Oscar winner Lupita Nyong’o and Game of Thrones star Gwendolyn Christie will join the already-announced cast of J.J. Abrams’s Star Wars: Episode VII.
This post was updated on June 2.
The casting of the upcoming Star Wars: Episode VII is shaping up to be it's own, multi-installment odyssey. Just when the Internet’s reaction to the announcement of the principal cast was beginning to die down, J.J. Abrams posted an online video alerting fans to more casting announcements to come. This exciting admission was welcome news to info-rabid fans. Additionally, it served to placate a feminist backlash to the initial casting, which deplored the lack of female actors set to star in the Episode 7.
Following the video announcement, Star Wars aficionados immediately suspected that Lupita Nyong'o would be joining the star-studded cast. Word of a March meeting between Nyong'o and Abrams dominated the blogosphere, a rumor that was immensely appealing to critics who believed that the current cast lacked diversity. In the ultimate revenge of the nerds, these Star Wars super sleuths triumphed with today’s casting announcement, in which Lupita Nyong’o and Gwendoline Christie were officially added to the ensemble.
In addition to being ridiculously good-looking, Nyong’o is also an outrageously talented actress. She took home an Oscar for her debut role in Steve McQueen’s 12 Years a Slave, and has been a Hollywood favorite ever since. Gwendoline Christie is best known for playing Brienne on Game of Thrones, a role that has surely prepared her for blog backlash and obsessive fans.
In a statement, Lucasfilm president Kathleen Kennedy said, “I could not be more excited about Lupita and Gwendoline joining the cast of ‘Episode VII’”. While Nyong’o and Christie’s roles in the film remain shrouded in mystery, it’s safe to say that Star Wars fans are similarly overjoyed.
The wild speculation is over.
On Tuesday afternoon, the world took one step closer to that galaxy far, far away as Disney and Lucasfilm announced the cast for filmmaker J.J. Abrams’ upcoming sequel, Star Wars: Episode VII—a film reportedly set 30 years after the events of the 1983 flick Star Wars: Episode VI – Return of the Jedi.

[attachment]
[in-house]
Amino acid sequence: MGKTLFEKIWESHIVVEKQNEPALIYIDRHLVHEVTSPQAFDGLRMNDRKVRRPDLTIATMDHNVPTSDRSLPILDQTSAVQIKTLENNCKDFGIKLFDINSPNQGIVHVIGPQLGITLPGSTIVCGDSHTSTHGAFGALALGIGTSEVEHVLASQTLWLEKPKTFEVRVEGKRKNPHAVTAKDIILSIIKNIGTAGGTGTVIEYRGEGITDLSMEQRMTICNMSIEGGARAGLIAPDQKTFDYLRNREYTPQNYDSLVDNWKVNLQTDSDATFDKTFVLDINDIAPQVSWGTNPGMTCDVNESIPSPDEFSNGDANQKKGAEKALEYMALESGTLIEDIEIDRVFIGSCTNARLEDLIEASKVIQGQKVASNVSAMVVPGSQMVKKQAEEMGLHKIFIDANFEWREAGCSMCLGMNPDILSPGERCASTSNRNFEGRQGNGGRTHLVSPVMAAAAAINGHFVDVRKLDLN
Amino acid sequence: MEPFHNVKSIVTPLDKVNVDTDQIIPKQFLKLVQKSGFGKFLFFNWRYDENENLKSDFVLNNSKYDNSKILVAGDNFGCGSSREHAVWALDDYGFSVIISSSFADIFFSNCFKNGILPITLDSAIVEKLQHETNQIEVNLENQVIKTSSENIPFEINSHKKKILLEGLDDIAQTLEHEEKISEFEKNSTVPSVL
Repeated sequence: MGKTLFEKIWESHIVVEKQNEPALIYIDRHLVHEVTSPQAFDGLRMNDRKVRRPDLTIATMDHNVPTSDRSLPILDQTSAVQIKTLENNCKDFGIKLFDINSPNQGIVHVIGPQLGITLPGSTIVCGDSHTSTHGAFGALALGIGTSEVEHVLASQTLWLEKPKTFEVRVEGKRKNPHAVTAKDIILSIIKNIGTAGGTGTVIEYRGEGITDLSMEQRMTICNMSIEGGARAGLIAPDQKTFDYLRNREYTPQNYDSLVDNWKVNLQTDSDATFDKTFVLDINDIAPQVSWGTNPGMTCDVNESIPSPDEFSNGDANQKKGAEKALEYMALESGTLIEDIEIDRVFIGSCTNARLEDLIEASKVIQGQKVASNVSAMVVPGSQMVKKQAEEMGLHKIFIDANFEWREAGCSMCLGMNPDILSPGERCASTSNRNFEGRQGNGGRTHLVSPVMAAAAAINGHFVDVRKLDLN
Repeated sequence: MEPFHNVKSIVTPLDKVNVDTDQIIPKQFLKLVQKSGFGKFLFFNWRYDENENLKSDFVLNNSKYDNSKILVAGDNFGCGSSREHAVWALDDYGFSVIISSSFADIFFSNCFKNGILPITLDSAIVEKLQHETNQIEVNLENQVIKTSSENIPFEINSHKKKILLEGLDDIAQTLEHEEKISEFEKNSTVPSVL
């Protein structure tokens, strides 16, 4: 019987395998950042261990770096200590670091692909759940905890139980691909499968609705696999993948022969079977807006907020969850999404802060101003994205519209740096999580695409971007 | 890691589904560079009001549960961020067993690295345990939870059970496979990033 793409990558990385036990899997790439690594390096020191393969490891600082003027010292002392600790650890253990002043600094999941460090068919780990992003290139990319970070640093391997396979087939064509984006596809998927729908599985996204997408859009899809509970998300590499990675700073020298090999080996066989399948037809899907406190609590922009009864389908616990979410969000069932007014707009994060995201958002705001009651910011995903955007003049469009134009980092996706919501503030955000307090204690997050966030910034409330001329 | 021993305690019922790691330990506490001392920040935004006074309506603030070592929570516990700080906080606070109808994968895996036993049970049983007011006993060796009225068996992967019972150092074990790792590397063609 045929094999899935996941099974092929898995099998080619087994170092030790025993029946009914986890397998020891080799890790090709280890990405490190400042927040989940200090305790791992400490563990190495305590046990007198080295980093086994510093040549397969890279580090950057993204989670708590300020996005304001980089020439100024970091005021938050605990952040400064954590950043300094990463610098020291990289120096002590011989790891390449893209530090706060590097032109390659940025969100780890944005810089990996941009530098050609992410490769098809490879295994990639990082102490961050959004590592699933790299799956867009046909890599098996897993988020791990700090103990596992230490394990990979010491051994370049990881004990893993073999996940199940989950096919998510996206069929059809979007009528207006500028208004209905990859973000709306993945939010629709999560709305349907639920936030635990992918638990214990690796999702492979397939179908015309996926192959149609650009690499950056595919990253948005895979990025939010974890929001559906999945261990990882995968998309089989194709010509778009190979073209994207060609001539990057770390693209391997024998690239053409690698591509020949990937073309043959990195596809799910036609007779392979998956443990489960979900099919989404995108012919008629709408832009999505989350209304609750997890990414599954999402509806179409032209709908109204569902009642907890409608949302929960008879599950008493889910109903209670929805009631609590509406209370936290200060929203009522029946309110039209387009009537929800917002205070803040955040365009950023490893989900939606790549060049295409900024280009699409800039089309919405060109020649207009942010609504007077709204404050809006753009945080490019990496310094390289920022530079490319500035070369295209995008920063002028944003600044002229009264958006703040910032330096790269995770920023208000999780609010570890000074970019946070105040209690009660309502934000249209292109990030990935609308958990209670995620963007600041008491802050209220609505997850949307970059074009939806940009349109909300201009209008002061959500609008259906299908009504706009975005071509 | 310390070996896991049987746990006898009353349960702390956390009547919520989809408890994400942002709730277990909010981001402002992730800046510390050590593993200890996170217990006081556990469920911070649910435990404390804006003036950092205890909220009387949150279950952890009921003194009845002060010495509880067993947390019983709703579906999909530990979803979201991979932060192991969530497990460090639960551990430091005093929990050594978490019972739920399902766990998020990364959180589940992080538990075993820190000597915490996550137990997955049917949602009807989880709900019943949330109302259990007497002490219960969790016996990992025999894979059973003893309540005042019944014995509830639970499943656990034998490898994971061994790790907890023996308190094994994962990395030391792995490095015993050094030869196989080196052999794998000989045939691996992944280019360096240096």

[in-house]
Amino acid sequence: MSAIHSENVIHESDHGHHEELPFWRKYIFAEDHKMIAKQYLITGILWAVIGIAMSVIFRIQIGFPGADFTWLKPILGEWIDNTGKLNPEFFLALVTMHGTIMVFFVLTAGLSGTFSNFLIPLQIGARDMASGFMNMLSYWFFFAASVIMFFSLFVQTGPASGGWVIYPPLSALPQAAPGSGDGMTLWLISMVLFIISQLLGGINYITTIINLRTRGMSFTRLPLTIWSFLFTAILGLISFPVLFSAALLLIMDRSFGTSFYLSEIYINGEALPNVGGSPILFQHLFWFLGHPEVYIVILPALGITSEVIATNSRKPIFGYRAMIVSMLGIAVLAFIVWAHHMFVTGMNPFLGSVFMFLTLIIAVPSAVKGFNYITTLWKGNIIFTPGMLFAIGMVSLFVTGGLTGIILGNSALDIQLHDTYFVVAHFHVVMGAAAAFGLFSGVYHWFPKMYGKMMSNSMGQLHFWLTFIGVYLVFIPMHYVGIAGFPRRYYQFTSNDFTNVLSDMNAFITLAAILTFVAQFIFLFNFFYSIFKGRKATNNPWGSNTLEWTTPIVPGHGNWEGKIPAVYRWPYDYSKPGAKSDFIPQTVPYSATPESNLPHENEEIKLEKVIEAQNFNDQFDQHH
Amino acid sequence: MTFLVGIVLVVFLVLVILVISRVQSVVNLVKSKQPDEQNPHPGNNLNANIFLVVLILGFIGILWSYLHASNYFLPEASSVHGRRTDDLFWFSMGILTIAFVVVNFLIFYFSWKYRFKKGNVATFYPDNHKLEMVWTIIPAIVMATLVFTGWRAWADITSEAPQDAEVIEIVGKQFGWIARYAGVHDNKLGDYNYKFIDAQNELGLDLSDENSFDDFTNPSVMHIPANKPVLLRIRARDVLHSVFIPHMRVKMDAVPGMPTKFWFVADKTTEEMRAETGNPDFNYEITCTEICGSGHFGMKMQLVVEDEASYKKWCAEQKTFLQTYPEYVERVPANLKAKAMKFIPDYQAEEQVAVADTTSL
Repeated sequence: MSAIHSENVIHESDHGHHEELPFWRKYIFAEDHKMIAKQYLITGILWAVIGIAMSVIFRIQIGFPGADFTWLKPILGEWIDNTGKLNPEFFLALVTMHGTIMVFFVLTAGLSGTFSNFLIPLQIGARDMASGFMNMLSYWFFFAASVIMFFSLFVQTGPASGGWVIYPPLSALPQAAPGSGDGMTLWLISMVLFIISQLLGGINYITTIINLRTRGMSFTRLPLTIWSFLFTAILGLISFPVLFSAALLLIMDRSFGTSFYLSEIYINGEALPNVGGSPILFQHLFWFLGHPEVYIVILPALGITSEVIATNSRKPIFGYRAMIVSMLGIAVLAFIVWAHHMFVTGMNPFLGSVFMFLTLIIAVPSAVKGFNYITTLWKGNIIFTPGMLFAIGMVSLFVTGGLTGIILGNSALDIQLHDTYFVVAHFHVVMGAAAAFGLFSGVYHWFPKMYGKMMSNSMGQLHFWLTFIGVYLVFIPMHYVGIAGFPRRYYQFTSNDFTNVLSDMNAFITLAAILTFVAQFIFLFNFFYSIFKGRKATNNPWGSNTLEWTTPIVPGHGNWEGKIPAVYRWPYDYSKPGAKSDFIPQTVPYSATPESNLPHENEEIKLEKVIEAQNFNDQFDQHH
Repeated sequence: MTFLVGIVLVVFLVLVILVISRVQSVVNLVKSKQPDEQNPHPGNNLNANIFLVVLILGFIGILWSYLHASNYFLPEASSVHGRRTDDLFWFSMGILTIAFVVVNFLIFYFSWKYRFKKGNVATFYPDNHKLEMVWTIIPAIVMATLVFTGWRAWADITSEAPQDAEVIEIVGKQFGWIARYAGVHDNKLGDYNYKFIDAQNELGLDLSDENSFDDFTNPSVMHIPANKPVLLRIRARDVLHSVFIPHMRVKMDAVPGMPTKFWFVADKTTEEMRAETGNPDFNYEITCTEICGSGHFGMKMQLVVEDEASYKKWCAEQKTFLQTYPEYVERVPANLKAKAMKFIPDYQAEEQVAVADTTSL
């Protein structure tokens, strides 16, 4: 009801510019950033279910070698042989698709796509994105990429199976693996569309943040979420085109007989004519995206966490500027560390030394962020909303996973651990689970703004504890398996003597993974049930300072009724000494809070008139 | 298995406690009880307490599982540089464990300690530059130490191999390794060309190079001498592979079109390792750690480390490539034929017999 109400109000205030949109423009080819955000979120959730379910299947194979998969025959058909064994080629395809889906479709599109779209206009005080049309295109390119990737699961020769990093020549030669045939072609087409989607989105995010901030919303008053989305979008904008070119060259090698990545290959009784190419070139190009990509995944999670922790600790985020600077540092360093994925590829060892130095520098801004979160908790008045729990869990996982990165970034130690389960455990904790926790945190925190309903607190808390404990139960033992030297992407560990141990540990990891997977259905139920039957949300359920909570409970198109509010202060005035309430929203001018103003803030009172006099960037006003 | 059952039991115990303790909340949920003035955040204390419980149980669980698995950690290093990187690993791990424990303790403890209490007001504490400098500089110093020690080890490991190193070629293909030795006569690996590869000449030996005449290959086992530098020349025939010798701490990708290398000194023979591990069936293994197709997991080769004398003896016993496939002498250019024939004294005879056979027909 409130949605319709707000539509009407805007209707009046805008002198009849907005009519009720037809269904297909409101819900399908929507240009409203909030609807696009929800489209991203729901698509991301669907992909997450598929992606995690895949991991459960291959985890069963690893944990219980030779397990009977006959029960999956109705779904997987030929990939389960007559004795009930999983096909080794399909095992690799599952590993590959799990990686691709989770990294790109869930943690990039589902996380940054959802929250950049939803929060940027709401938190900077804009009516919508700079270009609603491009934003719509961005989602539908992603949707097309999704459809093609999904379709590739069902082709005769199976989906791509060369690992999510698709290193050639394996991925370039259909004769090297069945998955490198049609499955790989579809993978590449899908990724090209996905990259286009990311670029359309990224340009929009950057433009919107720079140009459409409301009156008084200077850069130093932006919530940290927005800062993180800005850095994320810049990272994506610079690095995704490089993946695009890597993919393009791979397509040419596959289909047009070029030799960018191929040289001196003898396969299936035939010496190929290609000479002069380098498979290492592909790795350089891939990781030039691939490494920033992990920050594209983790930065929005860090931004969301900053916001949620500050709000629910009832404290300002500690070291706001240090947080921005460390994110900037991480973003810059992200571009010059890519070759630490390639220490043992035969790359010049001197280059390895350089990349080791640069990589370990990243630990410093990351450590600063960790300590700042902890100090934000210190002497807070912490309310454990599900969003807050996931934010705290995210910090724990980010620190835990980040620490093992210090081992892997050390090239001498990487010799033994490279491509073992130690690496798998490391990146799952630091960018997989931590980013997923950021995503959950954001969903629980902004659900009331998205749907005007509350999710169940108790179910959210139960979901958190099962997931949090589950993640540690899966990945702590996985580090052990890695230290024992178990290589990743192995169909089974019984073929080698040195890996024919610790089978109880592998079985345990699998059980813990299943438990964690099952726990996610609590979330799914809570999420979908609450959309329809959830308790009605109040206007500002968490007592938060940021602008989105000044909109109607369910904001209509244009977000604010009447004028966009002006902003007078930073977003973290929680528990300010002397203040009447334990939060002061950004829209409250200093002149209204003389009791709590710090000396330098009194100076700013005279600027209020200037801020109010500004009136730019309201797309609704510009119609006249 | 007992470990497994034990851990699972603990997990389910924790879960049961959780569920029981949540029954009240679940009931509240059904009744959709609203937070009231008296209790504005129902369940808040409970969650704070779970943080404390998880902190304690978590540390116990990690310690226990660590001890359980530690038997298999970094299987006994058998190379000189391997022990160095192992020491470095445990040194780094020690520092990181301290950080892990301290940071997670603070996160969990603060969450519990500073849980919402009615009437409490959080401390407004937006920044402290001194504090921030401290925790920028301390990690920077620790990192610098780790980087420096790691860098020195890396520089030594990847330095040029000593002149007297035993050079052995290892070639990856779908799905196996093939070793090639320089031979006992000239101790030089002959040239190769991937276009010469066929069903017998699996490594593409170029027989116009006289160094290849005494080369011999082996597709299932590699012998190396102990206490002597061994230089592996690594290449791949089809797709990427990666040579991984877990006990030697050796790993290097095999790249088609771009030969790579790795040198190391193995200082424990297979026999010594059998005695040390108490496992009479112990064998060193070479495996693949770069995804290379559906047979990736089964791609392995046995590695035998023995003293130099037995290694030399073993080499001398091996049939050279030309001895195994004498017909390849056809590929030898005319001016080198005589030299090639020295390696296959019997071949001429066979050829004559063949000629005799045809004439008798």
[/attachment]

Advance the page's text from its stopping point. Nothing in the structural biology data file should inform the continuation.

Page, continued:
Actors John Boyega (Attack the Block), Daisy Ridley (Mr. Selfridge), Adam Driver (Girls), Oscar Isaac (Inside Llewyn Davis), Andy Serkis (The Lord of the Rings), Domhnall Gleeson (Anna Karenina), and screen legend Max von Sydow are set to join the original Star Wars stars, Harrison Ford (Han Solo), Carrie Fisher (Princess Leia), Mark Hamill (Luke Skywalker), Anthony Daniels (C3PO), Peter Mayhew (Chewbacca), and Kenny Baker (R2D2) in the new franchise film.
“We are so excited to finally share the cast of Star Wars: Episode VII,” said J.J. Abrams in a statement. “It is both thrilling and surreal to watch the beloved original cast and these brilliant new performers come together to bring this world to life, once again. We start shooting in a couple of weeks, and everyone is doing their best to make the fans proud.”
“It's now time for me to pass Star Wars on to a new generation of filmmakers.”
Disney and Lucasfilm released the hotly anticipated news, along with a photo of the cast doing a table read in London. According to various reports, actors Oscar Isaac and John Boyega had been tied up with other commitments—Isaac with a theater gig and Boyega with the Jesse Owens biopic Race—but they’ve since dropped out of those projects in favor of the intergalactic space odyssey. Shooting will reportedly take place at London’s famed Pinewood Studios.
As far as the characters these actors will play, or how much screen time they'll have, well, that remains largely a mystery. Deadline reported that Ford’s part won’t merely be a cameo, but that he has a “gigantic role” in the upcoming film, while it’s rumored that Driver will play a Darth Vader-like antagonist. There’s also been online speculation that Boyega will play a Han Solo-esque rebel, and that the film will potentially incorporate the descendents of Luke Skywalker’s Jedi mentor, Obi-Wan Kenobi (originally played by Alec Guinness), as well as the offspring of Han Solo and Princess Leia.
And just last week, Lucasfilm released a statement regarding the role that Star Wars creator George Lucas’s Expanded Universe might play in the upcoming series of films, saying that the films are “not beholden to the EU”:
“While Lucasfilm always strived to keep the stories created for the EU consistent with our film and television content as well as internally consistent, Lucas always made it clear that he was not beholden to the EU. [Lucas] set the films he created as the canon. This includes the six Star Wars episodes, and the many hours of content he developed and produced in Star Wars: The Clone Wars. These stories are the immovable objects of Star Wars history, the characters and events to which all other tales must align. Now, with an exciting future filled with new cinematic installments of Star Wars, all aspects of Star Wars storytelling moving forward will be connected. Under Lucasfilm President Kathleen Kennedy’s direction, the company for the first time ever has formed a story group to oversee and coordinate all Star Wars creative development.”
Back in October 2012, Walt Disney purchased Lucasfilm—including the rights to all the Star Wars content—in a blockbuster $4.05 billion deal, with George Lucas receiving 40 million shares of Disney stock, becoming the second-largest non-institutional shareholder of Disney behind the estate of the late Apple co-founder Steve Jobs.
“For the past 35 years, one of my greatest pleasures has been to see Star Wars passed from one generation to the next,” said Lucas, chairman and CEO of Lucasfilm, in a statement. “It's now time for me to pass Star Wars on to a new generation of filmmakers.”